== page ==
ZARROLI: So, when the average work week drops, Behravesh says, it's a sign that the pace of layoffs could increase. Behravesh says he's not sure what it would take to stop the erosion of U.S. of payrolls. He notes that if Congress and the new administration enact a big, bold stimulus plan and do it quickly, the job market could begin to turn around by the end of 2009. But there are already signs of disagreement between Congress and the new administration over the stimulus package. Behravesh says, if they get bogged down in political fighting, then fixing the economy will take a lot longer. And in that case, the unemployment rate could keep climbing for the foreseeable future. Jim Zarroli, NPR News, New York.

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U.S. Unemployment Rate Jumps To 7.2 Percent

NPR's Yuki Noguchi And Ari Shapiro Discuss The Report On 'Morning Edition'

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The nation's unemployment rate shot up at the end of the year, reaching 7.2 percent in December — its highest level since early 1993, according to a Labor Department report released Friday.

That puts U.S. job losses at 2.6 million for 2008. Unemployment accelerated after September; the lion's share of the cuts — 1.9 million jobs — came during the last four months of 2008.

The numbers were both better and worse than expected. The Labor Department said payroll declined by 524,000 during December, less than the 550,000 that economists had forecast for the month. But the agency also said it had underestimated payroll losses for October and November by 154,000.

Speaking before reporters, President-elect Obama said Friday that the report underscores the need for rapid passage of an economic stimulus package.

"Clearly, the situation is dire," Obama said. "It is deteriorating and it demands urgent and immediate action."

He added, "This is the time to act."

John Silvia, chief economist for Wachovia Financial, said the numbers show businesses cut swiftly and drastically; he sees that as a sign that the situation isn't likely to get worse this year.

"The bright spot is the negative story," Silvia said. "The downdraft in jobs is so severe in the fourth quarter that we've seen the worst in terms of the single biggest quarter for job losses and decline in GDP."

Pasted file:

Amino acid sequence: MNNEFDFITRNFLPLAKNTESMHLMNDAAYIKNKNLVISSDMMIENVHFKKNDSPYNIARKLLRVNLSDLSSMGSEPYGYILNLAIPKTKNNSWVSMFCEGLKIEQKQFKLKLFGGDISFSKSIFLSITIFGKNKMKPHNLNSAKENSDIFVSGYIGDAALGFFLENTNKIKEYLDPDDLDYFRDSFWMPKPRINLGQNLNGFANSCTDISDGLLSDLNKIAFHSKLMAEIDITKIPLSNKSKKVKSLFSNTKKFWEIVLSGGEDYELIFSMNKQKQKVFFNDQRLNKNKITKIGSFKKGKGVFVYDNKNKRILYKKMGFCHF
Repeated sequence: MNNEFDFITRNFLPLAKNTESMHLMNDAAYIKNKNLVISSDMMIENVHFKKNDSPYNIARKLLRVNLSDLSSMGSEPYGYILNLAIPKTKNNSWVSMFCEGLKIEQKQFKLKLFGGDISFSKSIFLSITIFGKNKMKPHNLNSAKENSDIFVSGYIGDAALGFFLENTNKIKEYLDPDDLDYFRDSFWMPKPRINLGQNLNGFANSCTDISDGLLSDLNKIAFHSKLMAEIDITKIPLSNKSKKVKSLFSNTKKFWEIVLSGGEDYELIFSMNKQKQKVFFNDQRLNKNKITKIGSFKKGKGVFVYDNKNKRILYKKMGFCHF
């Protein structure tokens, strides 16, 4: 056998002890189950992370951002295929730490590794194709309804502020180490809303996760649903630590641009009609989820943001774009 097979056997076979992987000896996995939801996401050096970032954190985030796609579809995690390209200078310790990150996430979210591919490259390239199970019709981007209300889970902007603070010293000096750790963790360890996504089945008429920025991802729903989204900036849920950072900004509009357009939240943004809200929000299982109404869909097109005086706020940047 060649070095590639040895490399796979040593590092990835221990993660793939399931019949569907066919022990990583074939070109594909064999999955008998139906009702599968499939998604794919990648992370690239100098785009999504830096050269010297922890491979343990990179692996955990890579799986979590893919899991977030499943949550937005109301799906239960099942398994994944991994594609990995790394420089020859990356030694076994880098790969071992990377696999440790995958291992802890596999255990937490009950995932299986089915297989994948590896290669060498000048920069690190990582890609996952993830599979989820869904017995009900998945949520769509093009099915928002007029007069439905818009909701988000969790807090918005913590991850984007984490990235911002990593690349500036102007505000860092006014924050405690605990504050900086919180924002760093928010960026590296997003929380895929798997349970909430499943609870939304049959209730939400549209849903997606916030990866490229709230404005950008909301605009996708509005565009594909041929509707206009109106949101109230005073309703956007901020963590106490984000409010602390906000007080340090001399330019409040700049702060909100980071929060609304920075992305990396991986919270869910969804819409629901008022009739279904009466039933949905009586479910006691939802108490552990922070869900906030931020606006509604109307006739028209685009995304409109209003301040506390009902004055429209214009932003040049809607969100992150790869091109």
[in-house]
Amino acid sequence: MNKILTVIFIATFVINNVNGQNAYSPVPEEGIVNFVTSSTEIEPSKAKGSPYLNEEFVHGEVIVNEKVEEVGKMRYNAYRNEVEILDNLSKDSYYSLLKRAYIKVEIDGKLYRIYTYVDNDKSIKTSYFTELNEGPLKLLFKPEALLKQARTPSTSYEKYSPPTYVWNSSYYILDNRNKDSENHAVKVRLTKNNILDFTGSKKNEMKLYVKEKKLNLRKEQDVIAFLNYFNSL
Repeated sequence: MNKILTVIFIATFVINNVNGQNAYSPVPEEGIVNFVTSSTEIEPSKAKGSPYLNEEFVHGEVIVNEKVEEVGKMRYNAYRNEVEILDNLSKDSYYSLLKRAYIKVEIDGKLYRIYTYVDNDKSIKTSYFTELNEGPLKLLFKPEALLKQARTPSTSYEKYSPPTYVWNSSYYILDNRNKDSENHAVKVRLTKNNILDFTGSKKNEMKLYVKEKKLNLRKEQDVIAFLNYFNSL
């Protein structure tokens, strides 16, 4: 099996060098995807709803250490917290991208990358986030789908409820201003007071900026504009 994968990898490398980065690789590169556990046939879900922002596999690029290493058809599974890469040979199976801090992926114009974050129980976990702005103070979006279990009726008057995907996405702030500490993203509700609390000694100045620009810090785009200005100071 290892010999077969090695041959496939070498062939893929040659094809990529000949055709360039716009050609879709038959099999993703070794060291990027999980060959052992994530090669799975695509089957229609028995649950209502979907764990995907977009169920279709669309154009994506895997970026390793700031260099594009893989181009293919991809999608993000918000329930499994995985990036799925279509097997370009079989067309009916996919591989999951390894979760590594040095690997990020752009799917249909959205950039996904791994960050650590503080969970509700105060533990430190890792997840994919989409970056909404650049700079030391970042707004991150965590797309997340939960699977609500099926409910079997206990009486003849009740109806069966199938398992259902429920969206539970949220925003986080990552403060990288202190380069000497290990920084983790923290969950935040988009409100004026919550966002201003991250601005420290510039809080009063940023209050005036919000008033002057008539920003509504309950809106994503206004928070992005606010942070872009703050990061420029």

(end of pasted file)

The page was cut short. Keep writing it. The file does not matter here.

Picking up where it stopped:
Silvia said he still anticipates unemployment could rise to 8.5 percent or 9 percent during this year.

Silva said the economy is undergoing a "fundamental restructuring." As in the early 1980s and during post-World War II years, the economy is shifting the way it does business and the way consumers spend money, he said. Most critically, this time around, the economy is trying to recover from four decades of expansion in consumer credit. The mortgage crisis has forced a kind of reckoning with the loose credit rules that had been driving the U.S. economy, he said.

Many of the lost jobs came from the manufacturing and construction sectors. Even retail posted a decline at the end of the year — and the sector wasn't helped by sluggish holiday sales and weak consumer spending. The only sectors that didn't show declines were government, education and health services.

Democratic Rep. Barney Frank of Massachusetts, who heads the House Financial Services Committee, called the jobs report "disastrous." He said in a statement that reversing the situation would require a large economic recovery plan, as well as the release of the second half of funds from the Troubled Asset Relief Program, initially passed to try to shore up the financial sector. Some $350 billion in TARP funds have yet to be tapped.

Economists expect the economy to show improvement around the middle of the year — particularly if the incoming Obama administration manages swift passage of an economic stimulus package. Obama has urged investment in infrastructure and education, among other things.

"The bad news is the fiscal stimulus takes time," said Diane Swonk, chief economist for Mesirow Financial in Chicago. "Infrastructure has a big payoff on it, but it takes a long time to get projects up and running."